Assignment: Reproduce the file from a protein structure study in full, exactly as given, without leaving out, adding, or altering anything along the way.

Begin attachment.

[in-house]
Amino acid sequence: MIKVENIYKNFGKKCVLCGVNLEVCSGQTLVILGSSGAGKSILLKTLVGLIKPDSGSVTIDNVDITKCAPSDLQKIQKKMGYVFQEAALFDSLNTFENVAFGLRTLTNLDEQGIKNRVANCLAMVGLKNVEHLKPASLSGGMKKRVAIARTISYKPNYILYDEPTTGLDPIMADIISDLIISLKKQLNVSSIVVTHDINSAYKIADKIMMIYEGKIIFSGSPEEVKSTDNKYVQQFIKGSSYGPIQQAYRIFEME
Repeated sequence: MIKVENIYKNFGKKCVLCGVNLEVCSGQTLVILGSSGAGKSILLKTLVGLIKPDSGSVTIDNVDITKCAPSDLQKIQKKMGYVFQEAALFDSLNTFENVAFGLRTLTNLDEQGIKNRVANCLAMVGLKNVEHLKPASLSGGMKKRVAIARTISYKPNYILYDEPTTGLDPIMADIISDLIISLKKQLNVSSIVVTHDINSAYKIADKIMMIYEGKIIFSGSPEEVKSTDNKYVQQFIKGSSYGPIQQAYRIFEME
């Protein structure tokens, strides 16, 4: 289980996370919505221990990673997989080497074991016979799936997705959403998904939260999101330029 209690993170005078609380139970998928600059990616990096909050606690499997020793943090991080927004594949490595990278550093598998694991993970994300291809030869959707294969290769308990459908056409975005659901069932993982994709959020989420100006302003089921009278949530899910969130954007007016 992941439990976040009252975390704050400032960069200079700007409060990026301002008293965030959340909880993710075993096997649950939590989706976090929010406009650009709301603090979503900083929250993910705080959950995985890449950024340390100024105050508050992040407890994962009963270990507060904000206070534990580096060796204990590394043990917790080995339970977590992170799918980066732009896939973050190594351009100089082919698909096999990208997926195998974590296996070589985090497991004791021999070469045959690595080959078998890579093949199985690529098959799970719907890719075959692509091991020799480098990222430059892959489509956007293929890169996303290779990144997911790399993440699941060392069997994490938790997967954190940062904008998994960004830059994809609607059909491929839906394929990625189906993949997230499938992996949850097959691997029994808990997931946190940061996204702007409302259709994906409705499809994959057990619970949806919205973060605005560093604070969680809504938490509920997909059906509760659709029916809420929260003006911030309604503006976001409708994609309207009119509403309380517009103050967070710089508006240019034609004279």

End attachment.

[in-house]
Amino acid sequence: MIKVENIYKNFGKKCVLCGVNLEVCSGQTLVILGSSGAGKSILLKTLVGLIKPDSGSVTIDNVDITKCAPSDLQKIQKKMGYVFQEAALFDSLNTFENVAFGLRTLTNLDEQGIKNRVANCLAMVGLKNVEHLKPASLSGGMKKRVAIARTISYKPNYILYDEPTTGLDPIMADIISDLIISLKKQLNVSSIVVTHDINSAYKIADKIMMIYEGKIIFSGSPEEVKSTDNKYVQQFIKGSSYGPIQQAYRIFEME
Repeated sequence: MIKVENIYKNFGKKCVLCGVNLEVCSGQTLVILGSSGAGKSILLKTLVGLIKPDSGSVTIDNVDITKCAPSDLQKIQKKMGYVFQEAALFDSLNTFENVAFGLRTLTNLDEQGIKNRVANCLAMVGLKNVEHLKPASLSGGMKKRVAIARTISYKPNYILYDEPTTGLDPIMADIISDLIISLKKQLNVSSIVVTHDINSAYKIADKIMMIYEGKIIFSGSPEEVKSTDNKYVQQFIKGSSYGPIQQAYRIFEME
């Protein structure tokens, strides 16, 4: 289980996370919505221990990673997989080497074991016979799936997705959403998904939260999101330029 209690993170005078609380139970998928600059990616990096909050606690499997020793943090991080927004594949490595990278550093598998694991993970994300291809030869959707294969290769308990459908056409975005659901069932993982994709959020989420100006302003089921009278949530899910969130954007007016 992941439990976040009252975390704050400032960069200079700007409060990026301002008293965030959340909880993710075993096997649950939590989706976090929010406009650009709301603090979503900083929250993910705080959950995985890449950024340390100024105050508050992040407890994962009963270990507060904000206070534990580096060796204990590394043990917790080995339970977590992170799918980066732009896939973050190594351009100089082919698909096999990208997926195998974590296996070589985090497991004791021999070469045959690595080959078998890579093949199985690529098959799970719907890719075959692509091991020799480098990222430059892959489509956007293929890169996303290779990144997911790399993440699941060392069997994490938790997967954190940062904008998994960004830059994809609607059909491929839906394929990625189906993949997230499938992996949850097959691997029994808990997931946190940061996204702007409302259709994906409705499809994959057990619970949806919205973060605005560093604070969680809504938490509920997909059906509760659709029916809420929260003006911030309604503006976001409708994609309207009119509403309380517009103050967070710089508006240019034609004279």